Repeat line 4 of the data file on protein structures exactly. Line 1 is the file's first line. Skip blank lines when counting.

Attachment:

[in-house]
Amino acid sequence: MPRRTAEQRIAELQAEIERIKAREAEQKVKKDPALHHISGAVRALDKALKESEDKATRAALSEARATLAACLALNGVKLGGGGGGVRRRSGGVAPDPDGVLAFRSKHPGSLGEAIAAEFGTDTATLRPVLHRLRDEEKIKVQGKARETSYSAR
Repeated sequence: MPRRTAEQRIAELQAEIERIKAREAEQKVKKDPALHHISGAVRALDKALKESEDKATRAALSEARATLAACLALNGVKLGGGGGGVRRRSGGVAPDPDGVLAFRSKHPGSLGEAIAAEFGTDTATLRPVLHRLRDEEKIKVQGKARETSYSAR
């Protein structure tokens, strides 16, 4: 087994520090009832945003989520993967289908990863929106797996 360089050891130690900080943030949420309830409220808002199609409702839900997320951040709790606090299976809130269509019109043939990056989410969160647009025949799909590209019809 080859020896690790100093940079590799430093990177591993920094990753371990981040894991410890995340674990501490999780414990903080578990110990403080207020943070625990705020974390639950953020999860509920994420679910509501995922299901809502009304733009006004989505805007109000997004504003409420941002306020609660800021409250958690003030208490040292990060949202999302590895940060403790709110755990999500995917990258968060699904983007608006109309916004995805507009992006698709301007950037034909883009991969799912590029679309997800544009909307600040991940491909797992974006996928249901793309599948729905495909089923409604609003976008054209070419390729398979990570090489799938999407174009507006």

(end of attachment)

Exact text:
């Protein structure tokens, strides 16, 4: 087994520090009832945003989520993967289908990863929106797996 360089050891130690900080943030949420309830409220808002199609409702839900997320951040709790606090299976809130269509019109043939990056989410969160647009025949799909590209019809 080859020896690790100093940079590799430093990177591993920094990753371990981040894991410890995340674990501490999780414990903080578990110990403080207020943070625990705020974390639950953020999860509920994420679910509501995922299901809502009304733009006004989505805007109000997004504003409420941002306020609660800021409250958690003030208490040292990060949202999302590895940060403790709110755990999500995917990258968060699904983007608006109309916004995805507009992006698709301007950037034909883009991969799912590029679309997800544009909307600040991940491909797992974006996928249901793309599948729905495909089923409604609003976008054209070419390729398979990570090489799938999407174009507006």